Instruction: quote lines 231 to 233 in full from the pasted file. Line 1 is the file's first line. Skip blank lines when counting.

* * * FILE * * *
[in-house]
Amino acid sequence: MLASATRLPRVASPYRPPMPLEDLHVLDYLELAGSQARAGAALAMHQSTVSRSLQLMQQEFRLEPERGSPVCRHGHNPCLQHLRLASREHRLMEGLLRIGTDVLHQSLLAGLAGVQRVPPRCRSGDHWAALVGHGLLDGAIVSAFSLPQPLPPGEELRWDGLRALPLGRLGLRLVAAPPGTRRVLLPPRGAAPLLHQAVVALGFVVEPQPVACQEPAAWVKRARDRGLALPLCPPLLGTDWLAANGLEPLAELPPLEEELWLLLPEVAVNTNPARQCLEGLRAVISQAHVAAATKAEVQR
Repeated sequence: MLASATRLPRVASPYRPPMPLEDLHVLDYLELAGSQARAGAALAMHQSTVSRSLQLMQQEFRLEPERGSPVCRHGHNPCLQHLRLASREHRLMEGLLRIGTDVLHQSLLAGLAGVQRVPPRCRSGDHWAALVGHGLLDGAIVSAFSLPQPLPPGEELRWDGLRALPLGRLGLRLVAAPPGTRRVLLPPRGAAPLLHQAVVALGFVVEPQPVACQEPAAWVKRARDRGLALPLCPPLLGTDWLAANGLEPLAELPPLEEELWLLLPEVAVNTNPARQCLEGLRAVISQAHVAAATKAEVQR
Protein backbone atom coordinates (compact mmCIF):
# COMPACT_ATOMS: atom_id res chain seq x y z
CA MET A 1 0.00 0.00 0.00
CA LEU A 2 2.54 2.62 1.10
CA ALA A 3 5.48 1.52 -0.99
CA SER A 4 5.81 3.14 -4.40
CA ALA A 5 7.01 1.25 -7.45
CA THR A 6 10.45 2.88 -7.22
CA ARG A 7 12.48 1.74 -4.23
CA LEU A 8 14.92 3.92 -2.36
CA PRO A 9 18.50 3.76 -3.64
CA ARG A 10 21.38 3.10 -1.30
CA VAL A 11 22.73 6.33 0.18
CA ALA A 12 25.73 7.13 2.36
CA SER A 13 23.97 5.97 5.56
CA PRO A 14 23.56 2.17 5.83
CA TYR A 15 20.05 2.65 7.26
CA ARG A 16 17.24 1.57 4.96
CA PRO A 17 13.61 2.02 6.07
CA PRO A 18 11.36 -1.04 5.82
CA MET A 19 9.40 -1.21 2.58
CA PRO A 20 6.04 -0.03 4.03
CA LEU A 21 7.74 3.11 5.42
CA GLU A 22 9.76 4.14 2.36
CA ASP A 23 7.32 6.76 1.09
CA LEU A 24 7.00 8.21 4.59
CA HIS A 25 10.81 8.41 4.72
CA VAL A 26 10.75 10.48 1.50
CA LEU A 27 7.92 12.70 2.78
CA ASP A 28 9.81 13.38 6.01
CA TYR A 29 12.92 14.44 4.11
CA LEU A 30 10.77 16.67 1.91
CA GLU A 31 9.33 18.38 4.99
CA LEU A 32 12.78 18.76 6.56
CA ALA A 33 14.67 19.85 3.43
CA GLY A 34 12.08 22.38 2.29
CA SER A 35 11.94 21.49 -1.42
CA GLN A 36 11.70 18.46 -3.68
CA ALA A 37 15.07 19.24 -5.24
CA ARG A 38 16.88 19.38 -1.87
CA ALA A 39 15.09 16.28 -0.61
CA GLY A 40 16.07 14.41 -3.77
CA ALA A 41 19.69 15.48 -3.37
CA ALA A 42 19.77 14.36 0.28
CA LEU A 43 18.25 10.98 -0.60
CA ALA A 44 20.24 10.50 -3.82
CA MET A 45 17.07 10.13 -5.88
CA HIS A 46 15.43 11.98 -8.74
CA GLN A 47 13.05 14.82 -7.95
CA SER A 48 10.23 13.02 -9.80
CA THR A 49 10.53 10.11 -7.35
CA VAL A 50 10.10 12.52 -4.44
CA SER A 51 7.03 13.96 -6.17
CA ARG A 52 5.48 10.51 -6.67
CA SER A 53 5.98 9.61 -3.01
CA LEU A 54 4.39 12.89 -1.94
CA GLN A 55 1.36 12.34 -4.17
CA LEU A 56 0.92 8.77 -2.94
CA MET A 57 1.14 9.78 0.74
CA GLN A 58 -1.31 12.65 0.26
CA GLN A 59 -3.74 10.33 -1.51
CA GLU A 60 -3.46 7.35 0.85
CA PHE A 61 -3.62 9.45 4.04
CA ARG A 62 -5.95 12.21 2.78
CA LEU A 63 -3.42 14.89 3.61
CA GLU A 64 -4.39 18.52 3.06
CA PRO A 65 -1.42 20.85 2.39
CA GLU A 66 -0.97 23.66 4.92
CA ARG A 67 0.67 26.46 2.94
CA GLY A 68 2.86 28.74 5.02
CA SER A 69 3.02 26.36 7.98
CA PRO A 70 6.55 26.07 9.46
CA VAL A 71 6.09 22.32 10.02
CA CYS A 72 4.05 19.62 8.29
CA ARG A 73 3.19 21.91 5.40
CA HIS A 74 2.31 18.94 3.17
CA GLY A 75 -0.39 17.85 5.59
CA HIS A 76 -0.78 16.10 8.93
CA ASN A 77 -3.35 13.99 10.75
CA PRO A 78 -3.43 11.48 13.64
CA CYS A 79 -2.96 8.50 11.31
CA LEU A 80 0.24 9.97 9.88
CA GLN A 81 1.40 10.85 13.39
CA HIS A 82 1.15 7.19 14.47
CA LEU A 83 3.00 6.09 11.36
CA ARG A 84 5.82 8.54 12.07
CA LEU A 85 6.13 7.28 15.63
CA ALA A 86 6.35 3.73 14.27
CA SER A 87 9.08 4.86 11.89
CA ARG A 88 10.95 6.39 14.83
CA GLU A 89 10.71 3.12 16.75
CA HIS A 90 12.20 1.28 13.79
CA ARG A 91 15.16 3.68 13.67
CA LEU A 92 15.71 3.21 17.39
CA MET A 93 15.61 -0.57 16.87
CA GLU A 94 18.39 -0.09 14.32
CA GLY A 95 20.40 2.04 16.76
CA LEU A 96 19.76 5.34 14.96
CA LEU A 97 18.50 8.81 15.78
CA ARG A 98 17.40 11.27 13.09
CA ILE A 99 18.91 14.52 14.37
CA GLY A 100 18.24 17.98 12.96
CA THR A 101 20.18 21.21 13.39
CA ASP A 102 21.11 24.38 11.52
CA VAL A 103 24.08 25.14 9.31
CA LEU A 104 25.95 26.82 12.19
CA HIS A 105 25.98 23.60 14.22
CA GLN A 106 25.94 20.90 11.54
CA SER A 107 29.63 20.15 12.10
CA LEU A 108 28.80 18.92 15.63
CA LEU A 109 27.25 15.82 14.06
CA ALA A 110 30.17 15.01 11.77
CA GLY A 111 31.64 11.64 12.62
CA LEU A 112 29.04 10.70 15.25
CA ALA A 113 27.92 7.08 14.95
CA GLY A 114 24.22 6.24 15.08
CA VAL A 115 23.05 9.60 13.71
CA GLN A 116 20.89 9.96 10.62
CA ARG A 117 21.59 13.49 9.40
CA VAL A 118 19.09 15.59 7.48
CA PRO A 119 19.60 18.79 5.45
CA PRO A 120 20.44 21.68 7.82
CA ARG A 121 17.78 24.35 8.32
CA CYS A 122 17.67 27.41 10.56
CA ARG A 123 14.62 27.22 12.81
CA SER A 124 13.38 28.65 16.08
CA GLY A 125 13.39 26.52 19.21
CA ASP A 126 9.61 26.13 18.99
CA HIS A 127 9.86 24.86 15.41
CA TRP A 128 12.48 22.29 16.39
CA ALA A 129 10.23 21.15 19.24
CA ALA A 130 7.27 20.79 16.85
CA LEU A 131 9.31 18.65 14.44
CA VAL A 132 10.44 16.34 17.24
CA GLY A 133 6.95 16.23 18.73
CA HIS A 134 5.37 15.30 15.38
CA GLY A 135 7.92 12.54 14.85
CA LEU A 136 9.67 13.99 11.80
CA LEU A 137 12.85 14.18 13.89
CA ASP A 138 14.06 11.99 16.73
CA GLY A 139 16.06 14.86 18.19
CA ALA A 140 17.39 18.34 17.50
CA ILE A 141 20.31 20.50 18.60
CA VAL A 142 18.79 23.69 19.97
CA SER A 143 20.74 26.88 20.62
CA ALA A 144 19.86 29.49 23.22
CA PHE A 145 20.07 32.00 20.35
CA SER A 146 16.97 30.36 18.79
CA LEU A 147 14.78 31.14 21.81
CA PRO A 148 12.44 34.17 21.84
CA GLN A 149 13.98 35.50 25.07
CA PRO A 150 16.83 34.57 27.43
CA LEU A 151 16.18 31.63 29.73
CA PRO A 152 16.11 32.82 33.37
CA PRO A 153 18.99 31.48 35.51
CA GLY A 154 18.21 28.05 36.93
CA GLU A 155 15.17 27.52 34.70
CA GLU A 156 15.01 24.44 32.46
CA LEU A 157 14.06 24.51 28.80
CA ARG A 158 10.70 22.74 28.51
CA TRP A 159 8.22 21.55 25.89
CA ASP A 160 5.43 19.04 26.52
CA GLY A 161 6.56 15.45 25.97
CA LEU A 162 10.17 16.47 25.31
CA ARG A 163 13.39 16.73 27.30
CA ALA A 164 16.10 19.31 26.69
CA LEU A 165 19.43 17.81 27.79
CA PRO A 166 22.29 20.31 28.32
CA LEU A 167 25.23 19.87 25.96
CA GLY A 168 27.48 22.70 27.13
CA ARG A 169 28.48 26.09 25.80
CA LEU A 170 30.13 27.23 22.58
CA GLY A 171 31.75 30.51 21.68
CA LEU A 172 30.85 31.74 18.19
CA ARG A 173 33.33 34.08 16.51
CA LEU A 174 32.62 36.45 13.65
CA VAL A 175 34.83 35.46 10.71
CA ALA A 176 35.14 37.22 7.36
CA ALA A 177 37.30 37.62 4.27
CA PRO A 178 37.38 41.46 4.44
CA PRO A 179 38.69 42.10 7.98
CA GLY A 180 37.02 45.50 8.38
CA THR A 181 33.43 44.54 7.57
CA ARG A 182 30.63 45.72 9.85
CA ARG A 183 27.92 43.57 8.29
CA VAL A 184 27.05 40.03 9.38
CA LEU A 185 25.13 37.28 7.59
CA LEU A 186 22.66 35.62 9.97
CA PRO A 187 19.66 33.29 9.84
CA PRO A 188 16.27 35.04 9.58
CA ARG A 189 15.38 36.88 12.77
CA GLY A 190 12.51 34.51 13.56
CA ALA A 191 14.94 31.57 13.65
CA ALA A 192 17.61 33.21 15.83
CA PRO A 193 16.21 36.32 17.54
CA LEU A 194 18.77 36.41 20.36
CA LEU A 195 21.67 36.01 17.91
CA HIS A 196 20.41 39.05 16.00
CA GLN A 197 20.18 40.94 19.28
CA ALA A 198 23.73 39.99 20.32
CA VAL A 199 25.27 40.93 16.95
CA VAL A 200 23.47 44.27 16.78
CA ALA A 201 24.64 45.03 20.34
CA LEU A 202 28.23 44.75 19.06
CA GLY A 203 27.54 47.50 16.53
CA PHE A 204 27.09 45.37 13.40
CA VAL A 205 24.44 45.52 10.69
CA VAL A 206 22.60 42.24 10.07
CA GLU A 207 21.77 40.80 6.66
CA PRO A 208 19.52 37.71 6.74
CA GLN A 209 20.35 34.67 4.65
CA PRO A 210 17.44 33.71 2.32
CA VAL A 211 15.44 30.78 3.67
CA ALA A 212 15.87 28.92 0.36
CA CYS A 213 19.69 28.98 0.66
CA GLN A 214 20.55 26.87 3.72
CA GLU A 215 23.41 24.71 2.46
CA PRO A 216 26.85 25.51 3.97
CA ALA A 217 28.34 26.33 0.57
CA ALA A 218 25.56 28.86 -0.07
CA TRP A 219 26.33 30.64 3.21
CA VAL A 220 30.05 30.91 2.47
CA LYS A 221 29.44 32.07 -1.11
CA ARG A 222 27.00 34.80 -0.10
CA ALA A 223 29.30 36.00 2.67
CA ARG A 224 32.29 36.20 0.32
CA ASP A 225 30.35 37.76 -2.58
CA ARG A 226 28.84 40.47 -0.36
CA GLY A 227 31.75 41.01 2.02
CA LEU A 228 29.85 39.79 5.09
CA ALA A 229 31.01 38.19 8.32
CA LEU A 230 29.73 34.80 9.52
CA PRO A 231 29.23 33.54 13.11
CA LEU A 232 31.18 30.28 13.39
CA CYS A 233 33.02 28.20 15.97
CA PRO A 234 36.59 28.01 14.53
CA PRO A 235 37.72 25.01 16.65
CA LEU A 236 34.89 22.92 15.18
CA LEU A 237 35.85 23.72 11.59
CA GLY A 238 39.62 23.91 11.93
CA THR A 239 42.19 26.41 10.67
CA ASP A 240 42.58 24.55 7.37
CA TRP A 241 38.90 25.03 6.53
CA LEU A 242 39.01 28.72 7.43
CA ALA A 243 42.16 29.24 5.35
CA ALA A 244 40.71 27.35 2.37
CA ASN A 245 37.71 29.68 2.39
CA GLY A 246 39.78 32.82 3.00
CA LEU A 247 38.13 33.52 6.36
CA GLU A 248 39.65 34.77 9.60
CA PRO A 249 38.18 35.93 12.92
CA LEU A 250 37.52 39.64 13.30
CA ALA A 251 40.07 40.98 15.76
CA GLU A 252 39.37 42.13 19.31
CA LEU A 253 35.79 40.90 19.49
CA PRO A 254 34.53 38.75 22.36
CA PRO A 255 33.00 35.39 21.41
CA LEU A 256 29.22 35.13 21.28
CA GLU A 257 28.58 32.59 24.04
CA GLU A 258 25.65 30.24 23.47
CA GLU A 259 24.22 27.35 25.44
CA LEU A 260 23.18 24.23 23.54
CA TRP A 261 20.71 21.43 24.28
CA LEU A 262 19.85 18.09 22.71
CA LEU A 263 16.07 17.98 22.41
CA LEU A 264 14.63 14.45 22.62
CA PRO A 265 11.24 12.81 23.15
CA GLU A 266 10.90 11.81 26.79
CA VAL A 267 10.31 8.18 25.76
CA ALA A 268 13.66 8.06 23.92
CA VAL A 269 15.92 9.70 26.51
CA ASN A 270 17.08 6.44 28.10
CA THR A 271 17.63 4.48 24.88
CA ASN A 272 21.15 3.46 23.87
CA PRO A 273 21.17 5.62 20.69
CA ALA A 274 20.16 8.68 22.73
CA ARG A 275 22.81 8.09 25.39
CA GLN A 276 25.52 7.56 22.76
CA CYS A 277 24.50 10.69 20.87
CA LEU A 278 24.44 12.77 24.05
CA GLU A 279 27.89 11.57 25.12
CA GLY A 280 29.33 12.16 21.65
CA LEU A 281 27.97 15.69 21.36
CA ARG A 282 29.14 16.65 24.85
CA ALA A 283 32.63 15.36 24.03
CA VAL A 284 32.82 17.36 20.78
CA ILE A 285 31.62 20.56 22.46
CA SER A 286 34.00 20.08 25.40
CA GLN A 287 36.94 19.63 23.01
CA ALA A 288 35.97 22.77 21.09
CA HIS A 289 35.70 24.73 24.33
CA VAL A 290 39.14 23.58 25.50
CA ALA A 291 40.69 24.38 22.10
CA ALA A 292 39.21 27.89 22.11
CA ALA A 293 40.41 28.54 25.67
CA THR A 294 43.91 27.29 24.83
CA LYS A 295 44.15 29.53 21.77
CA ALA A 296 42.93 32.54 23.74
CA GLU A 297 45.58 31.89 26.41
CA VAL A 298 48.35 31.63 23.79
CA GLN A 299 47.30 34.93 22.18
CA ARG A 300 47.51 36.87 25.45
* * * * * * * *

CA ARG A 226 28.84 40.47 -0.36
CA GLY A 227 31.75 41.01 2.02
CA LEU A 228 29.85 39.79 5.09